Screening a chemical library of 200,000 compounds, researchers at UT Southwestern Medical Center have identified two new classes that can be used to study and possibly manipulate a cellular pathway involved in many types of cancer and degenerative diseases.
"The identification of these chemicals and their targets within this cellular pathway represents an important step in developing therapeutic agents," said Dr. Lawrence Lum, assistant professor of cell biology and senior author of the study, available at Nature Chemical Biology.
The researchers studied biochemical reactions within cells controlled by a class of proteins called Wnt (pronounced "wint"). Wnt proteins help control embryonic development in many animals, including humans. In adults, these proteins also sustain the vital supply of stem cells that replenish various body tissues. Misregulation of cellular responses to Wnt proteins, however, is associated with a broad range of diseases including Alzheimer's and polycystic kidney disease, cancer and type 2 diabetes.
In the current study, the researchers used cultured mouse cells that were engineered to glow green when Wnt-controlled pathways were active. A robotic device then tested 200,000 compounds to measure their effects on the cells.
Nine compounds that inactivated Wnt-controlled systems - thus preventing the cells from glowing - were earmarked for further research. The researchers then found that five of these compounds stopped cells from responding to Wnt, and four prevented Wnt from being produced in the first place.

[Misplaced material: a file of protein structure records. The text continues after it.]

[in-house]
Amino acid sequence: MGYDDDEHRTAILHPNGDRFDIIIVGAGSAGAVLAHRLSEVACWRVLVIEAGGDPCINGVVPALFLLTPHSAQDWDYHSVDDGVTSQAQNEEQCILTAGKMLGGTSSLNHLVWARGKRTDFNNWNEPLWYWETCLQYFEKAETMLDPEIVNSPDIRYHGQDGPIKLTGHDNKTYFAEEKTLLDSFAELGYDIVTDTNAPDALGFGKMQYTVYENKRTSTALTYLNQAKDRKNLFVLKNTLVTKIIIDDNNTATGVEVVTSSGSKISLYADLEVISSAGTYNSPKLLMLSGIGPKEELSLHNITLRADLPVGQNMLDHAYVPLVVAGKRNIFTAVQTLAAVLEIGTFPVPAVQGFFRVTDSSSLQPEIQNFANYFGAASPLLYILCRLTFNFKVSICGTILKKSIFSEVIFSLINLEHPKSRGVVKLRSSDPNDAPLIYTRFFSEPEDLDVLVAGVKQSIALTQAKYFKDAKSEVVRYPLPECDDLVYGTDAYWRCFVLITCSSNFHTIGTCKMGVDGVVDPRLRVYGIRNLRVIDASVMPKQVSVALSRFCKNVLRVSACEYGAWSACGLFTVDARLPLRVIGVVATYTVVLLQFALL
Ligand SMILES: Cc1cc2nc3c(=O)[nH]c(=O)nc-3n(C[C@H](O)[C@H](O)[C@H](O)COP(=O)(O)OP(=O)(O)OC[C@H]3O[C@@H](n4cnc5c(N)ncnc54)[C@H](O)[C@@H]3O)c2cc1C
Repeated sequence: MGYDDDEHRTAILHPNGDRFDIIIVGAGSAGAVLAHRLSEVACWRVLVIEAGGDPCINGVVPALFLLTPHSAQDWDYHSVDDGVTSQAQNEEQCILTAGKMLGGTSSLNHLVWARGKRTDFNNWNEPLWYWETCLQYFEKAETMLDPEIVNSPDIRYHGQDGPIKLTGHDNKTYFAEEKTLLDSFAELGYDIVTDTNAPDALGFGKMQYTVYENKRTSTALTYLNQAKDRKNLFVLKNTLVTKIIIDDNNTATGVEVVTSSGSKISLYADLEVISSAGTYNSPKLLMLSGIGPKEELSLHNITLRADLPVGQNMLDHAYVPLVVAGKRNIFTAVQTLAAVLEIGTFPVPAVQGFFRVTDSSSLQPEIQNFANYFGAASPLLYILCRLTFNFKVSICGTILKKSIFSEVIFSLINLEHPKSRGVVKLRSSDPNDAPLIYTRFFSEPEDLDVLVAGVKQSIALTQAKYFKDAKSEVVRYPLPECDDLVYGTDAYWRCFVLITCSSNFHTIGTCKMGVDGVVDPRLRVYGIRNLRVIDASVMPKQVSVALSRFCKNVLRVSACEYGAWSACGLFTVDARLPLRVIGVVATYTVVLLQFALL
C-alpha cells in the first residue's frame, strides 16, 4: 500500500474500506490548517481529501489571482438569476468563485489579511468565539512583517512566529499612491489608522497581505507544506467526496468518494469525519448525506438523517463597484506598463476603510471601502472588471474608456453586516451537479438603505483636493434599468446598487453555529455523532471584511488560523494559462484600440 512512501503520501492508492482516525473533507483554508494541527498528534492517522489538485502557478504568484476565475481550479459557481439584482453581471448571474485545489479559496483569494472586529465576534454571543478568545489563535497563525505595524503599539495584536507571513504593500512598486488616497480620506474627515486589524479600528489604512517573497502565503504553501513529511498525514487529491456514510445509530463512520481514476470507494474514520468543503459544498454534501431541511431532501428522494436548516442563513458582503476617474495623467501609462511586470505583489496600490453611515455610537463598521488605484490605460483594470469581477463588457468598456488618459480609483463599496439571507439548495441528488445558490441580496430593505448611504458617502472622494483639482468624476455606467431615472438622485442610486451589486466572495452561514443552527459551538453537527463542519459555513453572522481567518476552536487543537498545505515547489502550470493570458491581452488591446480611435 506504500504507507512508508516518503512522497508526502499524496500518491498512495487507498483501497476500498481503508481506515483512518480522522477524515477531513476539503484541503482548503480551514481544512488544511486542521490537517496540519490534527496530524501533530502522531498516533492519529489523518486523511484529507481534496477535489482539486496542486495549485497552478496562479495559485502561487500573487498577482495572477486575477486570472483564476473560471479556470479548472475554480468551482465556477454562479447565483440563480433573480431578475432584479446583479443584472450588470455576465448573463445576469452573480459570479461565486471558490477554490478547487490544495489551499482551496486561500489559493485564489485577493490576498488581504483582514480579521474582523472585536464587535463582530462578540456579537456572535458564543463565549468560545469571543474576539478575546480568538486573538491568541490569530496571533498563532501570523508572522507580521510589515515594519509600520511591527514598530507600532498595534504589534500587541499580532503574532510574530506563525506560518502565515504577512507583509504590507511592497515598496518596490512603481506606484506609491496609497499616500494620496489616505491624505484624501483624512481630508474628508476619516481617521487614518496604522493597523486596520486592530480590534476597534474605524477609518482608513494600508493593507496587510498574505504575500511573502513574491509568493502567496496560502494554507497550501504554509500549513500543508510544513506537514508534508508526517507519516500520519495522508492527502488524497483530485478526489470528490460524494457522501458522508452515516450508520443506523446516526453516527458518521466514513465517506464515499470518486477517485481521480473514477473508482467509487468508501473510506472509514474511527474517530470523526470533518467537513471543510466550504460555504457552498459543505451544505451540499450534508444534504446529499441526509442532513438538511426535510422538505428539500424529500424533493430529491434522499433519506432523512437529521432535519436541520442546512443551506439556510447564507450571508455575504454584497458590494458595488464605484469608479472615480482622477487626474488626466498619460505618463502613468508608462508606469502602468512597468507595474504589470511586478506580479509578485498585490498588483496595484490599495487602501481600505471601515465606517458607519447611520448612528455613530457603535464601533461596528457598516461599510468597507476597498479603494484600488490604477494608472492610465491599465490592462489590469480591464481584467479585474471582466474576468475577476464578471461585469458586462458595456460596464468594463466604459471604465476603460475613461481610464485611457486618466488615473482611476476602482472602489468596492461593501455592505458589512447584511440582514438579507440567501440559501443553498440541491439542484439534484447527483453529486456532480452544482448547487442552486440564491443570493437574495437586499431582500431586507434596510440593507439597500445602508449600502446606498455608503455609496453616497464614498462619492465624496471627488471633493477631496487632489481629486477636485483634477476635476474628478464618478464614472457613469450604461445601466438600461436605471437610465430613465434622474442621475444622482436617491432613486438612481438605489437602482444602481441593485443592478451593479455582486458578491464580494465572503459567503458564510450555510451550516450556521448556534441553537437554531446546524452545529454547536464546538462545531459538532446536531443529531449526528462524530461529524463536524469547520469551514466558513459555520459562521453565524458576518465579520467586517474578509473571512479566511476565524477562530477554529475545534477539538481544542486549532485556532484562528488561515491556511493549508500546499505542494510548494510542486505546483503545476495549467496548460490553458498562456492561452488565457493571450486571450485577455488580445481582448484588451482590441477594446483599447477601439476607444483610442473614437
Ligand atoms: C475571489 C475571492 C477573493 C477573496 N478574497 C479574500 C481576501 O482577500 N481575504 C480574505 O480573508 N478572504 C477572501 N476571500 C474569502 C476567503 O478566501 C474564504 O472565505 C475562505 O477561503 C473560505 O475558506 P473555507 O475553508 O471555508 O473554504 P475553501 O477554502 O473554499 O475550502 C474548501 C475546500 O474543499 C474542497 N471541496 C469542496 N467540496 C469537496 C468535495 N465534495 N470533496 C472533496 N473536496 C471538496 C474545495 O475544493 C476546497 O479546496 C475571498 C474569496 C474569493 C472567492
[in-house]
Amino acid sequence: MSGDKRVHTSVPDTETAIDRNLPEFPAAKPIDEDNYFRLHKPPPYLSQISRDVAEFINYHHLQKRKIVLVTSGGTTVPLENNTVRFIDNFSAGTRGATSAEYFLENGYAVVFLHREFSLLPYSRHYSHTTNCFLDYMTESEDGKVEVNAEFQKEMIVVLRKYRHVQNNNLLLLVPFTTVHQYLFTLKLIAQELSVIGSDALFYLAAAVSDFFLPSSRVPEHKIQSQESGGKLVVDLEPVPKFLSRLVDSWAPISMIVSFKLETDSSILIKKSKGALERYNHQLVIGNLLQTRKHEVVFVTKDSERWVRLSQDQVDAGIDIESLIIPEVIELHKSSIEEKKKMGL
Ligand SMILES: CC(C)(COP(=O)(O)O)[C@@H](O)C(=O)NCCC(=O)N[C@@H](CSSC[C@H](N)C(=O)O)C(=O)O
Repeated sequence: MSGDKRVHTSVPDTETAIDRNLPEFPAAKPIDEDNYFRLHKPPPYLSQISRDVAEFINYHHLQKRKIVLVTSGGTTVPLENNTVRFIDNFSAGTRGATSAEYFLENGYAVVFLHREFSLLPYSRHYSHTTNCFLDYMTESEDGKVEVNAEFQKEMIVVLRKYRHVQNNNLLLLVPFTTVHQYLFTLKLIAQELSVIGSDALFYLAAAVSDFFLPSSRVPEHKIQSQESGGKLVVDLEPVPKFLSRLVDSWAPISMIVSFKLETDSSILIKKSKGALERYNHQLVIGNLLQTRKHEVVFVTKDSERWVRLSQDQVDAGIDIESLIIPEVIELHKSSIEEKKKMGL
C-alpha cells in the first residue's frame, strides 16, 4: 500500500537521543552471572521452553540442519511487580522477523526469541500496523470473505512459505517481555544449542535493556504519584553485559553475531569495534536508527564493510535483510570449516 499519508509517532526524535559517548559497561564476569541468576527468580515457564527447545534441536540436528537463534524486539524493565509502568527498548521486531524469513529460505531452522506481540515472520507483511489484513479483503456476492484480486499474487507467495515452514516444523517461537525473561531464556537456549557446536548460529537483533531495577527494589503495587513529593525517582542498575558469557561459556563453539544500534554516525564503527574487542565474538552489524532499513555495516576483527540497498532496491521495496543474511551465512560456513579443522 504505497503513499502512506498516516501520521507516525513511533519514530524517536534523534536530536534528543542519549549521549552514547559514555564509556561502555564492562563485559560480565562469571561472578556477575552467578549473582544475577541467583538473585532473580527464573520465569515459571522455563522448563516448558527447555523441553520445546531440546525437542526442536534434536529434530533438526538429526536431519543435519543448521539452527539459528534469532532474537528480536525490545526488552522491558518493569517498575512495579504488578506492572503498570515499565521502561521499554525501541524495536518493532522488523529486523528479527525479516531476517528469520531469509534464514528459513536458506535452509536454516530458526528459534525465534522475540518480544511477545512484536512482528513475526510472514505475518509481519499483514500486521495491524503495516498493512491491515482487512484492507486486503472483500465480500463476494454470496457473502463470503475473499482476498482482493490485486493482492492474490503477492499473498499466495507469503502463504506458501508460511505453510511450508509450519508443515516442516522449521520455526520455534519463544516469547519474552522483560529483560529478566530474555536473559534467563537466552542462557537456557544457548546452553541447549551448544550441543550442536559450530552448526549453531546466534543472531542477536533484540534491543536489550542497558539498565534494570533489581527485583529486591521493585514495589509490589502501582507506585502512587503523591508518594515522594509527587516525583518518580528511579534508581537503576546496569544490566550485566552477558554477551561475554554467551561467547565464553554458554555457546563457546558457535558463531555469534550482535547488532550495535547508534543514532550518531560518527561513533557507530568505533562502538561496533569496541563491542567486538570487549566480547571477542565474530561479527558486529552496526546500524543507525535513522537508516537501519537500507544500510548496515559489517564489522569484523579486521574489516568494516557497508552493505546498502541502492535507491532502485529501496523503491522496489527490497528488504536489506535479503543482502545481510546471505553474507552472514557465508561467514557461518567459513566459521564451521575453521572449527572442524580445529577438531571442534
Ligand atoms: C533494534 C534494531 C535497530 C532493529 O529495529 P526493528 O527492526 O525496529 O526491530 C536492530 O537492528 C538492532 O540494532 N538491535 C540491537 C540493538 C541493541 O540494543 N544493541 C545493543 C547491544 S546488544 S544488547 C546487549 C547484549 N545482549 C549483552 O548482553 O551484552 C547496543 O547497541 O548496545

"The ability to attack this disease pathway at two distinct regulatory steps is an important step toward realizing personalized medicine that aims to tailor the use of drugs for specific genetic mutations," Dr. Lum said.
Importantly, the action of these compounds is reversible, the researchers found. "This may allow us to target diseased cells without permanently altering the function of normal stem cells," Dr. Lum said.
Despite these encouraging results, there is a long way to go before these compounds could be the basis of new drugs, Dr. Lum said. The researchers plan to make variations of these compounds to see if they can be effective at lower doses, and they also will perform additional studies in whole animals, he said.
Other UT Southwestern researchers involved in the study were co-lead authors Dr. Baozhi Chen, postdoctoral researcher in cell biology, and Michael Dodge, student assistant researcher in cell biology; Dr. Wei Tang, postdoctoral research fellow in developmental biology; Jianming Lu, research associate in biochemistry; Dr. Zhiqiang Ma, postdoctoral researcher in cell biology; graduate student Chih-Wei Fan; Dr. Shuguang Wei, senior research associate in biochemistry; Dr. Wayne Hao, software systems specialist in biochemistry; Jessica Kilgore, research associate in biochemistry; Dr. Noelle Williams, associate professor of biochemistry; Dr. Michael Roth, professor of biochemistry; Dr. James Amatruda, asssistant professor of pediatrics and molecular biology; and Dr. Chuo Chen, assistant professor of biochemistry.
The study was funded by the National Cancer Institute, the National Institute of General Medical Sciences, the American Cancer Society, the Welch Foundation, and a High Risk/High Impact award from UT Southwestern.